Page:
Northern Mockingbird

1/640s at f8.0 ISO4000 Canon EOS-1D X w/800mm, x1.4 converter

The Mockingbird usually resides in vacated areas and forest edges. It is usually sighted in farmlands, roadsides, city parks, suburban areas, and open grassy areas with thickets and brushy deserts. When foraging for food, it prefers short grass or sheer substrate. It also has an affinity for mowed lawns. This bird refrains from residing within densely forested areas. The Mockingbirds' breeding range is from Maritime Provinces of Canada westwards to British Columbia, practically the entire Continental United States, and the majority of Mexico to eastern Oaxaca and Veracruz. The Mockingbird is generally a year-round resident of its range, but the birds that live in the northern portion of its range have been noted further south during the winter season. The Northern Mockingbird is an omnivore. The birds' diet consists of arthropods, earthworms, berries, fruits, and seeds. Northern Mockingbird males establish a nesting territory in early February. If a female enters his territory, the male will pursue the female with initial aggressive calls and, if she becomes interested, she replies with softer calls. Northern Mockingbirds tend to be monogamous, and the female may return to the same male from the previous season. Both the male and female are involved in the nest building. The male does most of the work, while the female perches on the shrub or tree where the nest is being built to watch for predators. The nest is built approximately three to ten feet above the ground. The outer part of the nest is composed of twigs, while the inner part is lined with grasses, dead leaves, moss or artificial fibers. The eggs are a light blue or greenish color and speckled with dots. Three to five eggs are laid by the female, and she incubates them for nearly two weeks. Once the eggs are hatched, both the male and female feed the chicks.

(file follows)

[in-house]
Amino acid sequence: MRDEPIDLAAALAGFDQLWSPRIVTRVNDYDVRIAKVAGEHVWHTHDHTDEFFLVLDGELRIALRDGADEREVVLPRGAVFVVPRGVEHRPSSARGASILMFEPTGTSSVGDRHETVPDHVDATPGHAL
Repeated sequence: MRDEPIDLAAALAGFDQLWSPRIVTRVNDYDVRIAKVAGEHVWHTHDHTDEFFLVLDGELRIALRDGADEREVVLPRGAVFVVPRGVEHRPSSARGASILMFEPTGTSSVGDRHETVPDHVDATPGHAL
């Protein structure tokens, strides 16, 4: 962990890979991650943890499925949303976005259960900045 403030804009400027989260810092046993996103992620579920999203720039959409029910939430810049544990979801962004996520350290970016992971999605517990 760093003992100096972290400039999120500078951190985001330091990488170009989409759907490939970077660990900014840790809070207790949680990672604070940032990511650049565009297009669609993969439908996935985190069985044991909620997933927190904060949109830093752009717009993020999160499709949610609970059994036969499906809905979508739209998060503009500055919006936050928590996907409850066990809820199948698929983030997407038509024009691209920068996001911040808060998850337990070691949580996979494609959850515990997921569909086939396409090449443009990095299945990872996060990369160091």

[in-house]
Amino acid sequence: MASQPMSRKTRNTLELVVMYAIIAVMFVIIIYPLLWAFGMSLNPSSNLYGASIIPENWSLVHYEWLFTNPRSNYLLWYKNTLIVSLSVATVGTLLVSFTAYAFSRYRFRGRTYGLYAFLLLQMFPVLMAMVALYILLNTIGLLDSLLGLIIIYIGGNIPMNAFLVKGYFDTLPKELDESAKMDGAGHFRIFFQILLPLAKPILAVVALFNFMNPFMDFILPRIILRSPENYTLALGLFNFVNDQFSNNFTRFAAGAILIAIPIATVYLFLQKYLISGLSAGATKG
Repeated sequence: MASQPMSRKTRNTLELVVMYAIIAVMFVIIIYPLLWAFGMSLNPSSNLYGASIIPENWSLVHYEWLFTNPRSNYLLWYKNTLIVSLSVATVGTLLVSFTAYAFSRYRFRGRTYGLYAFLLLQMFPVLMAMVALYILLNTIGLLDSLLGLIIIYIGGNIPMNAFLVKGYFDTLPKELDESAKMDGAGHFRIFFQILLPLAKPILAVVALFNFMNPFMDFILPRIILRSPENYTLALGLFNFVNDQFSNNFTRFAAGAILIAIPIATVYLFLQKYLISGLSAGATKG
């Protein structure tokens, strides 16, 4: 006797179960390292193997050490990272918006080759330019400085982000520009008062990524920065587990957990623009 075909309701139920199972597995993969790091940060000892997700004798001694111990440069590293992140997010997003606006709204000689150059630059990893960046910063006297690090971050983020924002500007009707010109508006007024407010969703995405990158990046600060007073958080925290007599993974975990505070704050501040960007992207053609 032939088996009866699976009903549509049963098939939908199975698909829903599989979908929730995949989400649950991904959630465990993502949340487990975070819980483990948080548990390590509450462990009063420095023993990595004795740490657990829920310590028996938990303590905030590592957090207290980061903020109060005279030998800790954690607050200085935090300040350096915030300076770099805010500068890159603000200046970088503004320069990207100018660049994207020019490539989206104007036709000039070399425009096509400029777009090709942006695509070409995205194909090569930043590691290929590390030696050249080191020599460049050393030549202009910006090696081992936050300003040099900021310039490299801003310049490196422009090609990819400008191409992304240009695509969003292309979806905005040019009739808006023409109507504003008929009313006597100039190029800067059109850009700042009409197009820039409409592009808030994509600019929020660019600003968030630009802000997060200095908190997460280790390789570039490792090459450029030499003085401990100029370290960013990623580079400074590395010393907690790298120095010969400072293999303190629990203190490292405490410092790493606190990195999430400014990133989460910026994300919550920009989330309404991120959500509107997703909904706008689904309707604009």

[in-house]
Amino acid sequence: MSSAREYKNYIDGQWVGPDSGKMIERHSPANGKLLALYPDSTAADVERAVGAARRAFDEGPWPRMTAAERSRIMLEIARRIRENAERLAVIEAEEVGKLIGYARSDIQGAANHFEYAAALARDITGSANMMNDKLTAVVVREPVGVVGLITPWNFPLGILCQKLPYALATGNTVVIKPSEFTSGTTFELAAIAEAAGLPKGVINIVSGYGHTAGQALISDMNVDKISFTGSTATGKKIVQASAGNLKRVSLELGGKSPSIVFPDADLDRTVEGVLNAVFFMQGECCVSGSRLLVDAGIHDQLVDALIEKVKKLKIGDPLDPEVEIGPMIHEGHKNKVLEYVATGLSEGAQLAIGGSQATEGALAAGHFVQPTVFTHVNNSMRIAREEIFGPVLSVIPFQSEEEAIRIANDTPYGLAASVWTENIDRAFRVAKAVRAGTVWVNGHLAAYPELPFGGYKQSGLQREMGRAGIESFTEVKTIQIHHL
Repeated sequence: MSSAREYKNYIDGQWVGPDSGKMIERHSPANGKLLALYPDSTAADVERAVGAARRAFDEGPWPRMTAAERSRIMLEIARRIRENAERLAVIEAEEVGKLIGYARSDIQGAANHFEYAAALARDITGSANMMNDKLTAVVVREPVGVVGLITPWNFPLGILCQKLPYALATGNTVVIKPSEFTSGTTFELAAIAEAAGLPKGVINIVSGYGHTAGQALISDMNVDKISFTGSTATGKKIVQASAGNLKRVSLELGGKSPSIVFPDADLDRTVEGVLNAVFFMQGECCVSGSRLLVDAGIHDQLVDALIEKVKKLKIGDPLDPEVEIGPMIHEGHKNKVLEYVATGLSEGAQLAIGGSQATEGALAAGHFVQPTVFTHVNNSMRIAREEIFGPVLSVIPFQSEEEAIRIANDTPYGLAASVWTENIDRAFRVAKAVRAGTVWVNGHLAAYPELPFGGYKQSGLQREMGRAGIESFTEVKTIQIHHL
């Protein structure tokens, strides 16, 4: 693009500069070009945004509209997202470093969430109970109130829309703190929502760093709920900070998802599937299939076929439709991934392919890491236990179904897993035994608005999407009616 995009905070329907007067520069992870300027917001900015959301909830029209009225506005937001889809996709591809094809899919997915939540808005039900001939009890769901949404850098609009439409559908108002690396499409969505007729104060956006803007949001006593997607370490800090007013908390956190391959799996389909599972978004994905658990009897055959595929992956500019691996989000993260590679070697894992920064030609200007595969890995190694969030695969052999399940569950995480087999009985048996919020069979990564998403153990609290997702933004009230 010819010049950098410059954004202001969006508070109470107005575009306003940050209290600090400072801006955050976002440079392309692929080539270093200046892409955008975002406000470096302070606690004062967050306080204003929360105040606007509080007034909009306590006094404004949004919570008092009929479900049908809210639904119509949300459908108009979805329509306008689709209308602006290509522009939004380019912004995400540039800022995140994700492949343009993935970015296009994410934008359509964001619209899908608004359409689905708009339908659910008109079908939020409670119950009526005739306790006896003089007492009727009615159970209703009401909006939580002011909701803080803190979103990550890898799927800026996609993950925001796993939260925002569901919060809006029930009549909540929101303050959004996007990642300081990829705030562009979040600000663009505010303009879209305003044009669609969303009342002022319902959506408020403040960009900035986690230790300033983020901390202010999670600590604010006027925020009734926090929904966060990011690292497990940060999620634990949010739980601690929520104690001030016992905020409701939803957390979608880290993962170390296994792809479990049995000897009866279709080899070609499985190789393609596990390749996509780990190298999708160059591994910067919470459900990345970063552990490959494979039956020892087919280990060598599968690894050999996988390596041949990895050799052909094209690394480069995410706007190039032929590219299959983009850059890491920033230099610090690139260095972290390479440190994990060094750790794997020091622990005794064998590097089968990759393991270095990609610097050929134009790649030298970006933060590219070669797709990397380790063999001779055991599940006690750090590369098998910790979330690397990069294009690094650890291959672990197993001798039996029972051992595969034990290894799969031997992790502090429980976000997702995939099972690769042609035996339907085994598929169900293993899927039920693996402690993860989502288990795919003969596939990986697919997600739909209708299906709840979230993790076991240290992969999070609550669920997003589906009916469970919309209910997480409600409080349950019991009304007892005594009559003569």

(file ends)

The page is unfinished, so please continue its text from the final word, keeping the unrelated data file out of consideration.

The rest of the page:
Boyce Thompson Arboretum